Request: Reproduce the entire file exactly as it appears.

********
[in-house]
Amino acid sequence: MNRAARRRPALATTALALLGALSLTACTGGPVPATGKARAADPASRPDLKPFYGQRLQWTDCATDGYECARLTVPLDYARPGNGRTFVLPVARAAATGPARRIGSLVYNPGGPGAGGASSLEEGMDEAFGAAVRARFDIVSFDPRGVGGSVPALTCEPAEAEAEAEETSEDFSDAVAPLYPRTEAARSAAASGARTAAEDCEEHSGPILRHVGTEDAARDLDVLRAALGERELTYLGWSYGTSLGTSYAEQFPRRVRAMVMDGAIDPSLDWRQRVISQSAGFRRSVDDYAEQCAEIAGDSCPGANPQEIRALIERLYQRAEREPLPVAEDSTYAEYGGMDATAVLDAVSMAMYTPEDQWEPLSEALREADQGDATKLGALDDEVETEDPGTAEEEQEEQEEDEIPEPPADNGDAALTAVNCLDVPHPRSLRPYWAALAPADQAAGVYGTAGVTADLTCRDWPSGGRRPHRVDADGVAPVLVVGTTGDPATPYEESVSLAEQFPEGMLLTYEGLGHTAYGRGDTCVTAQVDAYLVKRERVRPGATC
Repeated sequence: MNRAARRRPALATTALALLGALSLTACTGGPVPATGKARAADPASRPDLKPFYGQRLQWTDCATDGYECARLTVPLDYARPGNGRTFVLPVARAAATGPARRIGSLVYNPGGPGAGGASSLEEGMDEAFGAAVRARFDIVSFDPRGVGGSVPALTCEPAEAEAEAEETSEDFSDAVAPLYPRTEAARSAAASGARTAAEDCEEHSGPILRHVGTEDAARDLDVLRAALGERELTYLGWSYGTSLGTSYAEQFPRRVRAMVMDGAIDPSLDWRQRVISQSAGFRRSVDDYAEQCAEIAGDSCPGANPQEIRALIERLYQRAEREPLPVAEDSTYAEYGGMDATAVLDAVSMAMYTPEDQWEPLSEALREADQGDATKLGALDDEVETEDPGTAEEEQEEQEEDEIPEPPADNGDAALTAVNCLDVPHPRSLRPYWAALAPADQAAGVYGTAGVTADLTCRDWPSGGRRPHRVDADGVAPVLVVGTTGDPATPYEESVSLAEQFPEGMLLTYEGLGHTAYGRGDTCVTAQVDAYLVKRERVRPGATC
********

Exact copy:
[in-house]
Amino acid sequence: MNRAARRRPALATTALALLGALSLTACTGGPVPATGKARAADPASRPDLKPFYGQRLQWTDCATDGYECARLTVPLDYARPGNGRTFVLPVARAAATGPARRIGSLVYNPGGPGAGGASSLEEGMDEAFGAAVRARFDIVSFDPRGVGGSVPALTCEPAEAEAEAEETSEDFSDAVAPLYPRTEAARSAAASGARTAAEDCEEHSGPILRHVGTEDAARDLDVLRAALGERELTYLGWSYGTSLGTSYAEQFPRRVRAMVMDGAIDPSLDWRQRVISQSAGFRRSVDDYAEQCAEIAGDSCPGANPQEIRALIERLYQRAEREPLPVAEDSTYAEYGGMDATAVLDAVSMAMYTPEDQWEPLSEALREADQGDATKLGALDDEVETEDPGTAEEEQEEQEEDEIPEPPADNGDAALTAVNCLDVPHPRSLRPYWAALAPADQAAGVYGTAGVTADLTCRDWPSGGRRPHRVDADGVAPVLVVGTTGDPATPYEESVSLAEQFPEGMLLTYEGLGHTAYGRGDTCVTAQVDAYLVKRERVRPGATC
Repeated sequence: MNRAARRRPALATTALALLGALSLTACTGGPVPATGKARAADPASRPDLKPFYGQRLQWTDCATDGYECARLTVPLDYARPGNGRTFVLPVARAAATGPARRIGSLVYNPGGPGAGGASSLEEGMDEAFGAAVRARFDIVSFDPRGVGGSVPALTCEPAEAEAEAEETSEDFSDAVAPLYPRTEAARSAAASGARTAAEDCEEHSGPILRHVGTEDAARDLDVLRAALGERELTYLGWSYGTSLGTSYAEQFPRRVRAMVMDGAIDPSLDWRQRVISQSAGFRRSVDDYAEQCAEIAGDSCPGANPQEIRALIERLYQRAEREPLPVAEDSTYAEYGGMDATAVLDAVSMAMYTPEDQWEPLSEALREADQGDATKLGALDDEVETEDPGTAEEEQEEQEEDEIPEPPADNGDAALTAVNCLDVPHPRSLRPYWAALAPADQAAGVYGTAGVTADLTCRDWPSGGRRPHRVDADGVAPVLVVGTTGDPATPYEESVSLAEQFPEGMLLTYEGLGHTAYGRGDTCVTAQVDAYLVKRERVRPGATC